More recently, anti-drug campaigns have appealed to teenagers’ desire for independence and self-control rather than drug fears. A 2011 study of the government’s “Above the Influence” campaign suggested eighth-graders who had seen the campaign were slightly less likely to have tried marijuana than those who had not.
PENCE, on redirecting U.S. humanitarian foreign aid: “While faith-based groups with proven track records and deep roots in these communities are more than willing to assist, the United Nations too often denies their funding requests. My friends, those days are over. … . Tonight, it is my privilege to announce that President Trump has ordered the State Department to stop funding ineffective relief efforts at the United Nations. And from this day forward, America will provide support directly to persecuted communities through USAID.” — remarks Wednesday to a group helping Christians in the Middle East.
THE FACTS: “From this day forward” is a stretch, as are Pence’s other references to immediate change. The government is to study the matter. Studies take time, especially when multiple agencies are involved, and lead to conclusions that can’t always be foreseen at the start.
State Department spokeswoman Heather Nauert said not all U.N. relief programs would be cut off from U.S. financing. “The U.N. will still get some of its money for this, but we will look for other avenues in which to more efficiently fund these types of religious minorities so that they can eventually return back home,” Nauert said.
A White House official says the goal is to make sure necessary levels of relief are steered to persecuted religious minorities in the Middle East and as part of that, more grants will go directly to religious organizations and other groups. An analysis will be done by the State Department, U.S. Agency for International Development and the Office of Management and Budget, in conjunction with the U.S. ambassador to the U.N., “to determine how appropriated funds can best be spent,” the official said. This background was shared on condition of anonymity because the official was not authorized to be identified.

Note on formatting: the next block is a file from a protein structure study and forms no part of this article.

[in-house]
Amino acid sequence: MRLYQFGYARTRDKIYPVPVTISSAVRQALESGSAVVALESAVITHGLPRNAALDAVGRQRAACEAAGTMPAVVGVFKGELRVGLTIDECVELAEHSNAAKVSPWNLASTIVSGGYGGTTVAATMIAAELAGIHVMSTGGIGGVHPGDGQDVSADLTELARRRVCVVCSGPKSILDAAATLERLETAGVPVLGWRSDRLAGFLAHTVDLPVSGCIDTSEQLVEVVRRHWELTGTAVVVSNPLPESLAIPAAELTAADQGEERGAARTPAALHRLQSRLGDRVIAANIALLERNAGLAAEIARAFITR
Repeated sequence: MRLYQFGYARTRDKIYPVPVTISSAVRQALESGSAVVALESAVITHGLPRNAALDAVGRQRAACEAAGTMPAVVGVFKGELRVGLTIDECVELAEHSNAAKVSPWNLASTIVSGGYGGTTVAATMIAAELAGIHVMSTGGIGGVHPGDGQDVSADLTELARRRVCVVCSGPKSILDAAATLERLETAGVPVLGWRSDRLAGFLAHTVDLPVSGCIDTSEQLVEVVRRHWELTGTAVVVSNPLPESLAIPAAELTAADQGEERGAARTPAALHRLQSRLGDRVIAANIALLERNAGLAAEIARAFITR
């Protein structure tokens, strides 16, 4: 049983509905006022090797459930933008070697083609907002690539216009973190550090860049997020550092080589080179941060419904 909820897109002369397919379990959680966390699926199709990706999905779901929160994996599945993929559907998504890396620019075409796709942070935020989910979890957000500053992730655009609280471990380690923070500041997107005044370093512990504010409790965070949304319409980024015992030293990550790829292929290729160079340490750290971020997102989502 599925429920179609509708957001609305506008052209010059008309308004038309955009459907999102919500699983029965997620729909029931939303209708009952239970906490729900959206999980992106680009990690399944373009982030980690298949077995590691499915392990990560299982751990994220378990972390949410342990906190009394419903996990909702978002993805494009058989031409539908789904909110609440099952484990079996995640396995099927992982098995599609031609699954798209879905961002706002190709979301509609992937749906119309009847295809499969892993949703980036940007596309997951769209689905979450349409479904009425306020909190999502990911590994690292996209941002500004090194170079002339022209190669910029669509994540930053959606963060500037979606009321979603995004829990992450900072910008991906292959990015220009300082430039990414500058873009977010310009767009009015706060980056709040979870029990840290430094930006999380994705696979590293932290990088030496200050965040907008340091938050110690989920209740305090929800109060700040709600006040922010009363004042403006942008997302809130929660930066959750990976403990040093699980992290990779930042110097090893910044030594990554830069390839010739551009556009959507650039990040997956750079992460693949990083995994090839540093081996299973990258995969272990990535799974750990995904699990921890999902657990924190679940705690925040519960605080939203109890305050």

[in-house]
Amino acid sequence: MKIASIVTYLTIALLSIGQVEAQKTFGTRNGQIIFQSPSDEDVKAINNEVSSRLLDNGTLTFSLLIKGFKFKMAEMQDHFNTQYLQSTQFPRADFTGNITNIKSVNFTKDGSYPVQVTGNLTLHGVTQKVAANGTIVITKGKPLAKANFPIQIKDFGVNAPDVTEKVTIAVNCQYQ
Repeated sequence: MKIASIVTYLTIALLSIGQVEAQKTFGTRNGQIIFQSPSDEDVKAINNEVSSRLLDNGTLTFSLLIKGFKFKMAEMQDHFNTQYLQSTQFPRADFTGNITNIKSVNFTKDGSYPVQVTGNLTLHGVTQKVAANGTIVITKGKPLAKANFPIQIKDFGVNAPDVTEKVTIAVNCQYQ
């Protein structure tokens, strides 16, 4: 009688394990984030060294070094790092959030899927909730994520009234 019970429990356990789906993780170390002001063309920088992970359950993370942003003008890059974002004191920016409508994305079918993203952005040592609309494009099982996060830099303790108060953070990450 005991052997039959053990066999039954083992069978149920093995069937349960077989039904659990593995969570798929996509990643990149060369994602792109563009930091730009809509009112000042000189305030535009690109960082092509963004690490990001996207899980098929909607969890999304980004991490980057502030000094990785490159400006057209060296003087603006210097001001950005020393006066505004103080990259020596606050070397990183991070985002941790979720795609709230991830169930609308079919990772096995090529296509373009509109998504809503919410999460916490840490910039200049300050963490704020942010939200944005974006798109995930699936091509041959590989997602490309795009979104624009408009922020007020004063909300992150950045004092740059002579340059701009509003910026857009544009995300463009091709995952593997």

BOB CORKER AND THAT BOEING DEAL
TRUMP: “Bob Corker, who helped President O give us the bad Iran Deal & couldn’t get elected dog catcher in Tennessee, is now fighting Tax Cuts….” And: “Corker dropped out of the race in Tennesse when I refused to endorse him, and now is only negative on anything Trump. Look at his record!” — tweets Tuesday.
THE FACTS: Trump, who spelled Tennessee right the first time, continues to label the Republican senator an enabler of the Iran nuclear deal when he was a leading critic of it. Corker had nothing to do with the 2015 international agreement forged by the U.S. and other world powers to constrain Iran’s ability to build a nuclear arsenal. He argued at the time that President Barack Obama should have made the international pact a treaty subject to approval by the Senate. When Obama didn’t do that, Corker helped fellow senators write legislation that subjected the accord to periodic congressional review. The legislation would have blocked the deal if that effort got enough votes. It didn’t. Obama brought the deal into effect, not Congress.
On Corker’s political fate, Trump actually urged Corker to stand for re-election next year during a private meeting in September, media outlets have learned. And Corker’s chief of staff, Todd Womack, said Trump called Corker after that to ask that he reconsider his decision to leave the Senate. Trump “reaffirmed that he would have endorsed him, as he has said many times,” the aide said. Trump has not substantiated his competing claim that he withheld an endorsement of Corker and that’s why the senator decided to leave Washington.
Trump, on a contract landed by Boeing from Singapore Airlines: “In terms of the orders it’s about $13.8 billion and most importantly it’s about 70,000 jobs.” — at the signing of a “certificate of purchase” staged at the White House on Monday.
THE FACTS: Yes, but.
Boeing says the order will “sustain” more than 70,000 direct and indirect U.S. jobs for the company, its suppliers and others. The company did not say they were new jobs. The estimate of jobs and the value of the contract is based on full list price of the 39 planes Singapore Airlines has agreed to buy. Airlines routinely receive deep discounts from the list price of planes. So the contract, while unquestionably a big one, may end up worth less than $13.8 billion and have a less dramatic effect on employment than billed.
The contract wasn’t as new as it appeared: Singapore Airlines announced Feb. 9 that it signed a letter of intent to order the 39 planes from a U.S. manufacturer. Boeing booked the order in June but did not identify the buyer until this past week. Given the lengthy negotiations involved in airline purchases, it’s clear the order — announced by Singapore Airlines less than three weeks after Trump was sworn in — largely came together when Barack Obama was president. It’s unlikely either president had much to do with it.